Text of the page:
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One woman’s mission to improve NZ’s mental health

One woman’s mission to improve NZ’s mental health

In the face of record suicide numbers, reports of inadequate mental health support and increasingly demanding lifestyles, one woman is on a mission to tackle mental health issues at their source by bringing a little zen to people’s daily lives.

Carina Allen is the Founder of The Zen Division, a business focussed on helping Kiwis overcome everyday stresses with a toolkit to encourage intentional self-care. She says it is critical people take time to look after themselves in their increasingly busy lifestyles.

The World Health Organisation puts depression as the leading cause of disability worldwide, and says there are clear links to the suicide rate. The suicide statistics in New Zealand are as high as they have ever been at 13 deaths per 100,000 people.

According to the latest Ministry of Health Survey, a rising number of the population (seven per cent) are suffering from ‘psychological distress’ caused by anxiety and depression.

“It’s happening to everyday people,” Ms Allen says. “It’s a crisis for everyone, not just people with a history of mental health issues. Many of us spend so much of our time trying to be everything to everyone, and trying to live up to unrealistic expectations. We are not allowing enough time to take care of ourselves.”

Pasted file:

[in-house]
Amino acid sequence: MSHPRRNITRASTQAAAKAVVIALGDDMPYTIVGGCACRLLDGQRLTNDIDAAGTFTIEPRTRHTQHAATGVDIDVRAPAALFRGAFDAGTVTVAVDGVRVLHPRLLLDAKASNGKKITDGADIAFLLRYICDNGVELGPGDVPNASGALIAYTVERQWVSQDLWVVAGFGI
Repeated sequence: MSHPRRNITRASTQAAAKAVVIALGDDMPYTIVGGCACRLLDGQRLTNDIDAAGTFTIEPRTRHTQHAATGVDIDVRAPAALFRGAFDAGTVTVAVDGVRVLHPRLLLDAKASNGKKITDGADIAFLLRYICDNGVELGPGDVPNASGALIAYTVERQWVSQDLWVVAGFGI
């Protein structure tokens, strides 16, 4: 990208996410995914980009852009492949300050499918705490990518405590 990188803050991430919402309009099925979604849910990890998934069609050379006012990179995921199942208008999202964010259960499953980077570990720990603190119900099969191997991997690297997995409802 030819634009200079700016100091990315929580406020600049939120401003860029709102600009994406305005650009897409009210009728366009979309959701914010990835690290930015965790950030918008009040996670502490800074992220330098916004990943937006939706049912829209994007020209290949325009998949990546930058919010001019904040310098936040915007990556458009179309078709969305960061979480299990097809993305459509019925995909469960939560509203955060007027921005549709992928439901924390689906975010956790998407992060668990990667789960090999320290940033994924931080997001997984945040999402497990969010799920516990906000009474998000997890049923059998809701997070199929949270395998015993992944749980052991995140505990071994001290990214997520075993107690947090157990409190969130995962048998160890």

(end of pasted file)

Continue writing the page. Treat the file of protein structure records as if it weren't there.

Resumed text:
Ms Allen has qualifications in counselling, fitness and exercise science and nutrition. She has worked in mental health for the last decade and says people are feeling they need to be constantly stimulated, thanks to an increasing array of distractions in their lives.

Through The Zen Division, she provides workshops on mindfulness and self-care. These focus on helping people seek solutions, including how they can find time for themselves, the level of rest they need, and techniques and equipment to support them.

Many workshops involve her custom-made ‘Lotus’ and ‘Guru’ acupressure mats, featuring small plastic spikes to stimulate the body’s pressure points. When used regularly, the mats improve circulation, relieve pain and tension and speed muscle recovery after stress.

Ms Allen says therapeutic equipment of this nature also helps people set aside time for relaxation. When combined with meditation techniques to help them feel more comfortable in their minds and bodies, it can make a massive difference to people’s mental wellbeing.

“We are programmed to better ourselves, and often think we need to keep doing more each day to achieve this. I realise through talking to people that a lot of them are on the verge of fatigue. We need to understand that being calm and centred can be much more effective.

"The Zen Division is about providing tools people can use to find sanctuary in their everyday lives. I try to help people find things that work for them personally, showing them how to take the time they have and use it to recharge rather trying to be active for the entire day or checking endless updates on social media.”

The Zen Division also operates the ‘Zententions’ online self-care group via Facebook, and is currently developing a series of online courses to support mental health, for release in 2018.


ENDS


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